Latics have exceeded many people’s expectations by making an excellent start to the Championship campaign. On paper they had some very difficult fixtures against several of the promotion favourites but they have now won two and drawn one of their opening four games and are eighth in the table.
The performance at Stoke City was particularly pleasing as Latics demolished the high-spending Potters on their own patch.
Latics weathered some initial Stoke pressure and went on to dominate with some superb attacking play.
Nick Powell was probably Man of the Match but there were some top performances all round with Will Grigg, Gavin Massey, Lee Evans and Reece James all outstanding.
Paul Cook sensibly isn’t getting carried away however and is keeping his players grounded, after the Stoke game, he said, ‘It’s gone our way on the night, the key moments went our way. But we can be put on our bum at any time in this league.’
Cook is right to keep his players focused but if they can maintain this level of performance and iron out a few of the defensive rough edges they will surely prosper in the Championship this season.
Tomorrow Latics travel to Queens Park Rangers for their fourth Championship fixture of the season but they could have had a very different future if Rangers hadn’t deliberately breached Financial Fair Play (FFP) rules back in 2014.
Latics narrowly lost to QPR over two legs in the Championship play-off semi-final in 2014, but if Rangers hadn’t broken the FFP rules Latics might now be playing Premier League football.
As a Latics fan it’s hard not to be a little bitter about the QPR owner’s decision to flout the rules and profit from promotion to the Premier League.
QPR’s manager Harry Redknapp spent massively at the time recruiting top players on big wages in a desperate attempt to achieve promotion while Latics and Derby County who subsequently lost to QPR in the play-off final, stuck to the rules and remained in the Championship because of it.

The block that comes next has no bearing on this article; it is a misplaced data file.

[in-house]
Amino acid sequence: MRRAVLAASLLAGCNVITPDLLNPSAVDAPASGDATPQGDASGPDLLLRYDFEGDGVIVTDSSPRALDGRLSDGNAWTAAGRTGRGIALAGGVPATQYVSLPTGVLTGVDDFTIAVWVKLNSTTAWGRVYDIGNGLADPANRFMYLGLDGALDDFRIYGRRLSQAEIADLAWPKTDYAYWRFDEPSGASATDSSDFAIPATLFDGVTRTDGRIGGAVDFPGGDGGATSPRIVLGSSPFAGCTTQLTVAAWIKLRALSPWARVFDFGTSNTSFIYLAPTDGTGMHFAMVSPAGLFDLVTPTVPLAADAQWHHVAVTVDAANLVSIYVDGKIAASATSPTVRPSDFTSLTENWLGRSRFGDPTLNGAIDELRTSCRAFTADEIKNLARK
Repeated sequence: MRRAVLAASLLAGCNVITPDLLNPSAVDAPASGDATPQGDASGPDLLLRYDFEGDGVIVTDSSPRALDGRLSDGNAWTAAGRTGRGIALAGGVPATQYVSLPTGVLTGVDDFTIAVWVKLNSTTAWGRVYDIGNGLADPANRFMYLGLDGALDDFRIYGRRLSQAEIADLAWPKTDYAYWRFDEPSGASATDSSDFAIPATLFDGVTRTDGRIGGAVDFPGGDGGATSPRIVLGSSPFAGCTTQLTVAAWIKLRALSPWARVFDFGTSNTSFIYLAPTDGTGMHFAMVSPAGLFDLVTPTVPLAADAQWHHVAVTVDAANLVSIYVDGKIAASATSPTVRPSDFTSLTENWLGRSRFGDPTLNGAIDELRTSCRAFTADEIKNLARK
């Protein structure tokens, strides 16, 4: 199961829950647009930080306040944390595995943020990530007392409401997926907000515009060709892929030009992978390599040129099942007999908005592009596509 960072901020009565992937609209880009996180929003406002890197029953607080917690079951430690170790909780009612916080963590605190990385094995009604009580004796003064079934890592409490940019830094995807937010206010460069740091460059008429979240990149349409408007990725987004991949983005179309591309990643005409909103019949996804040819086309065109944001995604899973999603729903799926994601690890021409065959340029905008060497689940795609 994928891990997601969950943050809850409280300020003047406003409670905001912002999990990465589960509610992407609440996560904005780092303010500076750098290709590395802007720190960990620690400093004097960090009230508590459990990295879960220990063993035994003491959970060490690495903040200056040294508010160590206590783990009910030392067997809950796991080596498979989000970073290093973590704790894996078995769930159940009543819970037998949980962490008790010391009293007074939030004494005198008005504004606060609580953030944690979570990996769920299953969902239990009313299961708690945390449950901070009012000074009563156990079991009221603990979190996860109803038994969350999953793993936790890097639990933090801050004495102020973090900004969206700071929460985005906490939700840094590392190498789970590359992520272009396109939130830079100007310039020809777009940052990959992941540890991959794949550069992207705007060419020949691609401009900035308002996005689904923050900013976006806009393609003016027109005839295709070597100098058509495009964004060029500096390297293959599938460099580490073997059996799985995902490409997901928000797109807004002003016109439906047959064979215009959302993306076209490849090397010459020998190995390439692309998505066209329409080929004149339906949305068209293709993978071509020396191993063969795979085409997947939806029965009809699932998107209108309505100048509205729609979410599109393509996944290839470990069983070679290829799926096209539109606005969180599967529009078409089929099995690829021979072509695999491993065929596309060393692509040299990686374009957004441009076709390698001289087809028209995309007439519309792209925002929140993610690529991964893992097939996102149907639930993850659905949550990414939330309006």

It has taken four years for the English Football League (EFL) to impose a fine of £42m on QPR. They will also be under a transfer embargo for the January 2019 transfer window.
But surely this financial penalty is not commensurate with the magnitude of the offence at the time and its implications for all the other clubs in the Championship.
Independent experts such as Kieran Maguire, a lecturer in football finance at the University of Liverpool, and Dr Rob Wilson, a sport finance specialist at Sheffield Hallam University, both said the fine could have been bigger.
“QPR have earned £148m in broadcasting fees and parachute payments since committing the offence so the fine does not act as a disincentive for clubs in the future,” said Maguire.
“The owners made the decision to go ahead with ignoring the FFP rules in the first place and they are independently wealthy to absorb the true penalty, which should have been at least twice the sum charged.”
But does a financial punishment alone really fit the crime?
Many football fans believe that the EFL’s punishment does not go far enough to put clubs off overspending in pursuit of promotion.
Surely a points reduction would have been a more appropriate penalty at the time and would stop clubs from breaking the rules in the future.
This article was first published in the Wigan Evening Post on Friday 24th August 2018.